BEACON TRANSCRIPT – A scientists from the United States managed to write yet another chapter in the book on preservation. In an attempt to save the fleeting northern spotted owl, the scientists, armed with his wits and a shotgun started to shoot off barred owls. Basically, this is a let’s shoots owls to protect owls to protect owls situation.
We are all aware of the fact that many species of animals, birds included, are on the brink of becoming distant memories. Each day, more and more species of animals are faced with the possibility of extinction. And the reason why this happened and will happen is not hard to deduce: man.
We hacked our way through the woods, hunted entire species to extinction, relocated, polluted, all in the name of civilization. And now, we are faced with the dire consequences of our own actions. Still, there are several societies out there who do everything they can in order to protect endangered species, the US Fish, and Wildlife Service being one of them.
As others develop an intricate strategy to repair the off-set balance, other tend to think that only a radical solution could put an end to a dire problem.
Lowell Diller is a biologist and a contractor working for the Green Diamond Resource Company, a lumbering company which handles the lumbering contracts for Trinity, Del Norte, and Humboldt. Recently, the US biologist and researcher came up with a plan to counter the threat faced by the northern spotted owl.
As we know, the northern spotted owl has become a symbol in the fight against abusive lumbering. This gentle, teddy-bear-like owl is now facing extinction, but not at the hand of man. Instead, another species of owls is now threatening the northern spotted owl.
According to a report published by the US Fish and Wildlife Service, the barred owl is bullying the northern spotted owl into extinction. Moreover, it would seem that the barred owl has begun to take over the northern owl’s territories. The same report said that this bullying has forced the northern spotted owl to migrate further north.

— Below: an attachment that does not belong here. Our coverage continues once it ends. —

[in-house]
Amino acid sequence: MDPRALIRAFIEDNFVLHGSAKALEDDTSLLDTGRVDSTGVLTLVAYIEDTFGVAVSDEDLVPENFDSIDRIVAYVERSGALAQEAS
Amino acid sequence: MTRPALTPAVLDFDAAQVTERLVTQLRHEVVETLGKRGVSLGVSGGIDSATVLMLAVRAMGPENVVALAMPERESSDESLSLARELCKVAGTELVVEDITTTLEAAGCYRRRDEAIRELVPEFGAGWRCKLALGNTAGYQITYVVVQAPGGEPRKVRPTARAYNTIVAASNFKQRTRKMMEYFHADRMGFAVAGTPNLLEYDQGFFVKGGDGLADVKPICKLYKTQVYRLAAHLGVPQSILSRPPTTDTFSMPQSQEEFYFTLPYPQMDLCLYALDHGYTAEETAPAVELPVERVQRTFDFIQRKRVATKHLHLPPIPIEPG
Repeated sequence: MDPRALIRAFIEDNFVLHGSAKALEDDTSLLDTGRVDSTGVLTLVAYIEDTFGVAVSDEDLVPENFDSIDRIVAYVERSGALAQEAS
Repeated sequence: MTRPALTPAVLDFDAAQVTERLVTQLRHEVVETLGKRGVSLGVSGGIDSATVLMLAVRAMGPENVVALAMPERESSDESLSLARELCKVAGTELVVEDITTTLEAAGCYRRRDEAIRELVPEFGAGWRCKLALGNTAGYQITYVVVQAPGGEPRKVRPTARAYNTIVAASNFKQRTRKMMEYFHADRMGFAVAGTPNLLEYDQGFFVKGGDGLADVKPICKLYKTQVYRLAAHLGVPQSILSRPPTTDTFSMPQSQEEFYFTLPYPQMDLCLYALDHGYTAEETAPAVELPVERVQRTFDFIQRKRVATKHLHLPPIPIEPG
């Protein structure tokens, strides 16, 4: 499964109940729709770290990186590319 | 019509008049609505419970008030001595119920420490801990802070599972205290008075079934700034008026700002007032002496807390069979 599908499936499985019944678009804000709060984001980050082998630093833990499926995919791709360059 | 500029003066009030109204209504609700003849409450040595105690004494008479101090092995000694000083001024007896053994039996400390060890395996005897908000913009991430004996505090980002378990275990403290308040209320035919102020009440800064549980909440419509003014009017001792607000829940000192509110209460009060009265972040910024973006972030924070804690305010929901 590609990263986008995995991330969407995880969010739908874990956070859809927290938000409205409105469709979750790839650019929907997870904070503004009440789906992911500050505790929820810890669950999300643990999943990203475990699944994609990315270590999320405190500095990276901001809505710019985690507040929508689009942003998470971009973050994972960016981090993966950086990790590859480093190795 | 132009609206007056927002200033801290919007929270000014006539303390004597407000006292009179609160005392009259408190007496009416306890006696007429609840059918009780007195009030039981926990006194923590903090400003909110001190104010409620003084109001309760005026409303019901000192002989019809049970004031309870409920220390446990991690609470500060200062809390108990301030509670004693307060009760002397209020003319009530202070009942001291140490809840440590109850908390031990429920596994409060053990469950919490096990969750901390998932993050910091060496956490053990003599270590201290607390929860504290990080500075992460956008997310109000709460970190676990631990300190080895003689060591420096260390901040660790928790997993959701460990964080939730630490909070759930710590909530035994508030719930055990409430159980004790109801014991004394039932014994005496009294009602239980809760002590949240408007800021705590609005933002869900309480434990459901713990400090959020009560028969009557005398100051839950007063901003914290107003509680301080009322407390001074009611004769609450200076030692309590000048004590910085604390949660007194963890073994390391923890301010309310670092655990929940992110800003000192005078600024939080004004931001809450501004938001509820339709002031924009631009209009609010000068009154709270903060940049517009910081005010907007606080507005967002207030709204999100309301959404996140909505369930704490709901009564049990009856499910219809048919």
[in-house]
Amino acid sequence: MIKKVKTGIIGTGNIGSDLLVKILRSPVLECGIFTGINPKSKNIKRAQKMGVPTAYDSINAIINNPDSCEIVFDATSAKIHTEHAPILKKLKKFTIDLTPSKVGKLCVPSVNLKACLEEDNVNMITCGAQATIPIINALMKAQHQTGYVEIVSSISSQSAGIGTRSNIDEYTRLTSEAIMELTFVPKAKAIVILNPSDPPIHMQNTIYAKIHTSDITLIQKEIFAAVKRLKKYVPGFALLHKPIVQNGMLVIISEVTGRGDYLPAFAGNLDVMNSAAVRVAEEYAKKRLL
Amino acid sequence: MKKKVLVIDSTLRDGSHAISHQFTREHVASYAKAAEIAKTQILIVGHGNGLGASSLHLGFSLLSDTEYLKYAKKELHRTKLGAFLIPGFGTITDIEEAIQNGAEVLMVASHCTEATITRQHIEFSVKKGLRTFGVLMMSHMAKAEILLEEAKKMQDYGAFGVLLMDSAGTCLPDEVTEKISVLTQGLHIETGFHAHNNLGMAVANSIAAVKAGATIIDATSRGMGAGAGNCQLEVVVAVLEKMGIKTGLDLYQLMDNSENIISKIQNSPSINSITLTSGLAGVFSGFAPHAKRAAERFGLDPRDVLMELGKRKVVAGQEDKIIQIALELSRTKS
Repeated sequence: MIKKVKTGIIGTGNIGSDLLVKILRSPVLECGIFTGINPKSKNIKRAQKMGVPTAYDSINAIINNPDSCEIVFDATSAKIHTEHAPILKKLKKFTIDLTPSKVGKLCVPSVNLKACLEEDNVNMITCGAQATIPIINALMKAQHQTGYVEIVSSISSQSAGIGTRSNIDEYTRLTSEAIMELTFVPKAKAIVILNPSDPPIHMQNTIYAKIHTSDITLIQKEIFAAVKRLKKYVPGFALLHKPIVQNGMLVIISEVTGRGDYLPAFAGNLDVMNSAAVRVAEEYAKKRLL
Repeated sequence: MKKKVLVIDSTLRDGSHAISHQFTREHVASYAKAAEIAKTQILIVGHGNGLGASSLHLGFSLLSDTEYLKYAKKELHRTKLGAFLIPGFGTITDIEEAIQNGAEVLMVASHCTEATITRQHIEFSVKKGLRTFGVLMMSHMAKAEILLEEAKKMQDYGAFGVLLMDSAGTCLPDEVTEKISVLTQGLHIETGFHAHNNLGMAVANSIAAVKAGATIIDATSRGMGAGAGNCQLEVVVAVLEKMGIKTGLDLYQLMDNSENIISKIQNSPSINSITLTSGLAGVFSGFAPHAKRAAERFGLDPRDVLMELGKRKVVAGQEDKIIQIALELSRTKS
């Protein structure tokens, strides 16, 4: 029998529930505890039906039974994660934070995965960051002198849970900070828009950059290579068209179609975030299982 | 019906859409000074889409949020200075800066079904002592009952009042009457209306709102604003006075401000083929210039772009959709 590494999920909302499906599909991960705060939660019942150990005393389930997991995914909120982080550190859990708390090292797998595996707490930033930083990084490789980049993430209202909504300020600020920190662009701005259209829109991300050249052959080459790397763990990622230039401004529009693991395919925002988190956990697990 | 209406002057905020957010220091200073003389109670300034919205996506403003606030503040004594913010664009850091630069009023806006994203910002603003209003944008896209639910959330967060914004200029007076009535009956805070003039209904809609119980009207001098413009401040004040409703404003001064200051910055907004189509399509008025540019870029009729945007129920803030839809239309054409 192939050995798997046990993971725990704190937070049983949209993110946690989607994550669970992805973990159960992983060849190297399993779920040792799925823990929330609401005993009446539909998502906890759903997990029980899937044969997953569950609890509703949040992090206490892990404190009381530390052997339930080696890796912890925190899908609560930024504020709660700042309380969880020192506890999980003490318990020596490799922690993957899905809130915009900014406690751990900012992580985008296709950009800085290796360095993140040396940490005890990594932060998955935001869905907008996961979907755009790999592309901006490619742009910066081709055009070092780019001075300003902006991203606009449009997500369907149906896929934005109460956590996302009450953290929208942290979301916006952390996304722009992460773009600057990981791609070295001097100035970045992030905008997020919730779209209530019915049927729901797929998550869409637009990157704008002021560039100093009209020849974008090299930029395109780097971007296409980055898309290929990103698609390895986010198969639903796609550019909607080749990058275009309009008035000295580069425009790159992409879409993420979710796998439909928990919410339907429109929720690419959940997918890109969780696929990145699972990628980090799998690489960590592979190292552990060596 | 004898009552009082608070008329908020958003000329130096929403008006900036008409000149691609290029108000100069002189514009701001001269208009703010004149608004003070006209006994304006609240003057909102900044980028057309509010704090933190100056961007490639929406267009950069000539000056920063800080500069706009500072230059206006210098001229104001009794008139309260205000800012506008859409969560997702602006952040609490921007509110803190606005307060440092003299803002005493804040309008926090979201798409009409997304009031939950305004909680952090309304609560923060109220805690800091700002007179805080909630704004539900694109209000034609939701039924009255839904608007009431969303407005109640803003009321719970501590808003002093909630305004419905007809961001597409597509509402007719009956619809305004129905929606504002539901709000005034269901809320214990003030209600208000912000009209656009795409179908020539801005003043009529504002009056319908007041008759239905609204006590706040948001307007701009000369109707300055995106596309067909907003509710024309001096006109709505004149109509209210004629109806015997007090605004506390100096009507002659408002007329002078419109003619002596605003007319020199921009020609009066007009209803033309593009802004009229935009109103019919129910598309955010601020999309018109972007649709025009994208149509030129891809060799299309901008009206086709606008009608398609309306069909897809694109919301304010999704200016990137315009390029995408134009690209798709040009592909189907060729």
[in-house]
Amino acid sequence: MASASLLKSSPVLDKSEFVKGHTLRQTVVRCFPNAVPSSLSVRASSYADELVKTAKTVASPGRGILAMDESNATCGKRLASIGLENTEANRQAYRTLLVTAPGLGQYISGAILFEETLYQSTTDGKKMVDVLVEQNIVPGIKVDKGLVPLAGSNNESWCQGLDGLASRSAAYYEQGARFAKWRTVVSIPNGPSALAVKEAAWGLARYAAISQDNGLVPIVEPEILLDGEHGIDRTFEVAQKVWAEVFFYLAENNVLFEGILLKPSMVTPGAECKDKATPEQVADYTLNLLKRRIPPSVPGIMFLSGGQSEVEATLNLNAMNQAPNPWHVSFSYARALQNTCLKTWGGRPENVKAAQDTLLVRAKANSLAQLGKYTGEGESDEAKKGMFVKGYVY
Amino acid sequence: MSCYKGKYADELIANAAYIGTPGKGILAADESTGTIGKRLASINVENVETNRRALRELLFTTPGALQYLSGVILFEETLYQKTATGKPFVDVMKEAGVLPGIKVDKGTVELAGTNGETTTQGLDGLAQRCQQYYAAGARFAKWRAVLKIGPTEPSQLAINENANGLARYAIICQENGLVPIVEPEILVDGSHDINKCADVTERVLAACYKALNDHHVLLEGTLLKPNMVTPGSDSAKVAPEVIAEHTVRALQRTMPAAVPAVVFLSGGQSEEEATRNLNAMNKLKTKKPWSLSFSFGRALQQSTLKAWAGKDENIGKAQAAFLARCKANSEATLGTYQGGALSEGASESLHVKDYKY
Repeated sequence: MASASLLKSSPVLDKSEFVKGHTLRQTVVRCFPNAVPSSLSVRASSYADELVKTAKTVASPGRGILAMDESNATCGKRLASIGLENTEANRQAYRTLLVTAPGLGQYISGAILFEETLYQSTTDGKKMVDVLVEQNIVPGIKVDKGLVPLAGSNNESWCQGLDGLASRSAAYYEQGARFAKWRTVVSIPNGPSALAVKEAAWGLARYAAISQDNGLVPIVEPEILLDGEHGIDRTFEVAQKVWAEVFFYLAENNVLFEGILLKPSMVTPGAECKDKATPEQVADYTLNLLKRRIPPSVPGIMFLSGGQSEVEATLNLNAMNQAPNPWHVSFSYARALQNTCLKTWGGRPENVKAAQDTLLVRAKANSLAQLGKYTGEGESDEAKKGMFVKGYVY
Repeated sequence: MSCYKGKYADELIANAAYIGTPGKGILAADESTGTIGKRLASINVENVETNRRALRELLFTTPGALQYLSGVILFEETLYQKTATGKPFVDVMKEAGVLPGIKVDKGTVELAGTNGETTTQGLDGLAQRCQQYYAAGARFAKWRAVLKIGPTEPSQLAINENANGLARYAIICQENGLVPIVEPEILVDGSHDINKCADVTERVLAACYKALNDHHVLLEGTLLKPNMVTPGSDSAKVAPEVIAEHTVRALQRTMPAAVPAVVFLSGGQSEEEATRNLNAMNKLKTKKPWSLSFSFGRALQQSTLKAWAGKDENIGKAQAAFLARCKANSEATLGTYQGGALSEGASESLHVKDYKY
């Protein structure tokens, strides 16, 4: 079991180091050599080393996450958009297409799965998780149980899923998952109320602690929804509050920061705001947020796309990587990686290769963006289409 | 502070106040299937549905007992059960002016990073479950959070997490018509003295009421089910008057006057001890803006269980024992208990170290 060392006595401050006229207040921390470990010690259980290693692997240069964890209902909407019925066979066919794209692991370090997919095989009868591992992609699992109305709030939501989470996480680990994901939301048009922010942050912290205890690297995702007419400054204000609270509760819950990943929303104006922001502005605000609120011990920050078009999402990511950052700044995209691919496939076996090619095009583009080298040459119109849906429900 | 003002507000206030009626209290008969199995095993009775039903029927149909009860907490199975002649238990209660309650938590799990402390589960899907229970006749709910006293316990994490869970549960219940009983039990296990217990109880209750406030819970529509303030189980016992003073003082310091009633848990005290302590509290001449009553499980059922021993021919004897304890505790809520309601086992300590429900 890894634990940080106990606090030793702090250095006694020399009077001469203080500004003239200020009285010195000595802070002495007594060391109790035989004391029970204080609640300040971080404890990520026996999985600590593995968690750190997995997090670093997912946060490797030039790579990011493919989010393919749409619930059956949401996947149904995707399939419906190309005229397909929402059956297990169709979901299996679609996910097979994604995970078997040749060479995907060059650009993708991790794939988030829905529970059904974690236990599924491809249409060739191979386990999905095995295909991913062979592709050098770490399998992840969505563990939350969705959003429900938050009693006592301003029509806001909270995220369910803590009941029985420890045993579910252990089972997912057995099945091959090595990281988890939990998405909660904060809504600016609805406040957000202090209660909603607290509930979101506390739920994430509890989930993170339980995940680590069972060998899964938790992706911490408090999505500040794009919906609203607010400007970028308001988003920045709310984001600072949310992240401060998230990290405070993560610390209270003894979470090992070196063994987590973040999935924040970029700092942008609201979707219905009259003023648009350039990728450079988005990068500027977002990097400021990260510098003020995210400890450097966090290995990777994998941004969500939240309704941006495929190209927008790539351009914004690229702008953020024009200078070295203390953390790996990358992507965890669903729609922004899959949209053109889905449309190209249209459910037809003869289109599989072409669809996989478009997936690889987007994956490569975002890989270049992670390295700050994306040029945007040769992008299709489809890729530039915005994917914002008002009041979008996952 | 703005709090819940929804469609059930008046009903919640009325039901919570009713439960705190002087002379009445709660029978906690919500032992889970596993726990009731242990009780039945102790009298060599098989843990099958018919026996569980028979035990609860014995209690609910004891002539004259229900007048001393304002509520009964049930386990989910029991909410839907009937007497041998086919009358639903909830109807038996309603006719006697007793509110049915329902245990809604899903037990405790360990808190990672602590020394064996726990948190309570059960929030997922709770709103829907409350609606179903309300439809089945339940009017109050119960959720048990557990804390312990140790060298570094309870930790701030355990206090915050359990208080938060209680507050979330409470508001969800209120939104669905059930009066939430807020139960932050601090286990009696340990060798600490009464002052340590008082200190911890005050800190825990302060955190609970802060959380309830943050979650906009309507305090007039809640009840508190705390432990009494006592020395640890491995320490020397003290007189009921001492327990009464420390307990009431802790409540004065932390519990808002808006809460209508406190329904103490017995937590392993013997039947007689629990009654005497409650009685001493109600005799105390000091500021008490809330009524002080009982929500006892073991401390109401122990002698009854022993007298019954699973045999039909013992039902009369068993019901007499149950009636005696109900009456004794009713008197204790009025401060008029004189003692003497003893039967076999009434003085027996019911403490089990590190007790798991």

Meanwhile, the barred owl population is spreading south, pushing towards the city of San Francisco. Considering the fact that the number of northern spotted owls has decreased by 12 percent each year, Diller thought that more radical measures must be employed in order to prevent their extinction.
In 2009, the biologist learned that a fellow researcher obtained a hunting permit. This allowed him to harvest barred owls. Of course, Diller applied for the permit, which he later obtained.
Since 2009, Diller performed a most unusual experiment in a forest. Over the course of 4 years, Diller shot every barred owl he could find in a part of the forest, and left them alone in another area.
He noted that after 4 years, the northern owls returned to the first part of the forest.
As expected, there are many researcher and conservationist who doubt the morality behind Diller’s experiment. Moreover, Shawn Cantrell, the director of an NGO, said that Diller’s approach is only meant for short-terms.
Instead of going on a shooting rampage, why don’t we try to save both species of owl by fixing the forest and by replanting trees? Because this antagonism between the two species of owls began when the barred owls were driven out of their natural habitat.
In conclusion, let’s shoot owls to protect owls might not be the smartest approach to the conservation scheme.